Northumberland has many examples of 'Rock Art' - which seem to originate 4000-plus years ago. My wife and I found an example, which I have not been able to discovered recorded anywhere (although it probably is) - they are common enough to stumble upon.
Their actual 'function' remains controversial/ mysterious - pretty much the only sure thing is that they are not 'art'.
But so many centuries of erosion - water and wind acting-upon on a surface that is relatively soft and exposed sandstone - means that little detail is visible on most examples.
The above rock at Lordenshaws (near Rothbury) is one of the most intricate and detailed survivors; and it was about twenty years ago when I was standing alone in front of this particular rock (with nobody else in sight) that I felt I understood the essence of what it was designed to communicate.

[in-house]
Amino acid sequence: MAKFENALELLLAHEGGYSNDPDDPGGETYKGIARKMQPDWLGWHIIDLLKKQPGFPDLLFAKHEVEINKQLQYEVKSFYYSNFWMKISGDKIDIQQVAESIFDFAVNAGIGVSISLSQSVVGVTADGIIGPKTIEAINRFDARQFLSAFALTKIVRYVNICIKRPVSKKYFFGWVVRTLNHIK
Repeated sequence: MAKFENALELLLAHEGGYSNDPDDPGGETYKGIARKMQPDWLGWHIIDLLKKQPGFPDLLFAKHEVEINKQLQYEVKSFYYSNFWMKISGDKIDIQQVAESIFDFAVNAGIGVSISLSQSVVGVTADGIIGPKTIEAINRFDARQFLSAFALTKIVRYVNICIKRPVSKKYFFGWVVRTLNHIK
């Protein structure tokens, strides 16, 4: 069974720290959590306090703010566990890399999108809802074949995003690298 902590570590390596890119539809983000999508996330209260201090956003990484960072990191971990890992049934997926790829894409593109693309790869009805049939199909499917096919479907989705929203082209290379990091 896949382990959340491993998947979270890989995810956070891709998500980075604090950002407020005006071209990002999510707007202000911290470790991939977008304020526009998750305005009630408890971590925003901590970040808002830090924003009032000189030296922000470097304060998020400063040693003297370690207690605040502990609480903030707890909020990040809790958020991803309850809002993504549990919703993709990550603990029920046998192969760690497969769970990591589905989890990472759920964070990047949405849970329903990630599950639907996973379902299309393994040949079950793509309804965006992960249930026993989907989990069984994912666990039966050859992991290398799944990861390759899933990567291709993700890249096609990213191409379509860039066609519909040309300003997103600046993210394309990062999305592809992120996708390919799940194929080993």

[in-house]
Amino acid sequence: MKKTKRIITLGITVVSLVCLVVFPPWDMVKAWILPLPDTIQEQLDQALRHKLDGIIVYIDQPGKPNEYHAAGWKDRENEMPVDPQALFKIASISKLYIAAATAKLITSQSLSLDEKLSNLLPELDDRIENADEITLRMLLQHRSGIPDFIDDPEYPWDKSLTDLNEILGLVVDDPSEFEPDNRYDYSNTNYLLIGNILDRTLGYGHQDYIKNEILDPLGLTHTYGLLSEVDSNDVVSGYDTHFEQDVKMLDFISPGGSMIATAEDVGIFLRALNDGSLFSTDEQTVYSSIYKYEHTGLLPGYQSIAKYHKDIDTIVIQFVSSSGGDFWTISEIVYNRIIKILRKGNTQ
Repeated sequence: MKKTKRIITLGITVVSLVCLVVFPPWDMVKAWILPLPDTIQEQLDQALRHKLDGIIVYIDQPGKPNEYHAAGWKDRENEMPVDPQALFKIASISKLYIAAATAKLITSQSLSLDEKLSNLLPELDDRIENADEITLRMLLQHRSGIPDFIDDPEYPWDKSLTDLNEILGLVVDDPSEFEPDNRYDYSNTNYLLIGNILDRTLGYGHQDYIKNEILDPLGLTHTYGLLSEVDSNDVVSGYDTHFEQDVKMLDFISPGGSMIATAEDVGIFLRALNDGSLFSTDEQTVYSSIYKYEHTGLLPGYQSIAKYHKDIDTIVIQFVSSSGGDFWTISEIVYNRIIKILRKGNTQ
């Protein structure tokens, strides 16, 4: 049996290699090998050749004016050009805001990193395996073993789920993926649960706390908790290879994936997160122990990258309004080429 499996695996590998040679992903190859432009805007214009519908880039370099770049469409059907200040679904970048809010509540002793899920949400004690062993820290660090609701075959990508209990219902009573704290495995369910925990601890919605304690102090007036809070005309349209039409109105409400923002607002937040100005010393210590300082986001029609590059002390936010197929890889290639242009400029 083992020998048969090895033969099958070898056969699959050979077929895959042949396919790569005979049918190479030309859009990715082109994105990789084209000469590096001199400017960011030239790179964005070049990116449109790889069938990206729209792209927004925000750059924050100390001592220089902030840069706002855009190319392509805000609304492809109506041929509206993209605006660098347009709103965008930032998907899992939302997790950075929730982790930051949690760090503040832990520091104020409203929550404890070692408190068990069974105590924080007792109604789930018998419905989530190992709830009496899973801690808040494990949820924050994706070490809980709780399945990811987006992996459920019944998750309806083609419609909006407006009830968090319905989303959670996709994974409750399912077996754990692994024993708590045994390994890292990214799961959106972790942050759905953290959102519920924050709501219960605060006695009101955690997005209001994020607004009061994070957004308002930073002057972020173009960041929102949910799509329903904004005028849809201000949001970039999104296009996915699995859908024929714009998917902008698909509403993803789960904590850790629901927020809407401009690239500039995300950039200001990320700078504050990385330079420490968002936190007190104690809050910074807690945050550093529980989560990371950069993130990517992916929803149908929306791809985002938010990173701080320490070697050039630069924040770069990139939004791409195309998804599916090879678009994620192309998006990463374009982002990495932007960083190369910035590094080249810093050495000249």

I think that this type of stone was a map of the relevant surrounding area - a sacred map of the concentric circles of earthworks, raised mounds and barrows represented by their inverse of hollows, and the ritual paths - and perhaps waters - streams, lakes etc. - shown as lines and channels.
I can easily picture a priest standing before the rock, holding a long wand, and pointing to the relevant elements as he chants a song been handed down orally, diligently learned during his initiatory apprenticeship; a song that describes the stages of a particular ritual in which movements through places correspond with movements of the mind; and where movements of the mind correspond to relationships with the spiritual realm...
That's what I think 'rock art' is about - each such rock serving as a kind of spell-book or grimoire; for teaching - but mainly to re-enact mentally rituals that have-been, and will-be, enacted in the body and environment.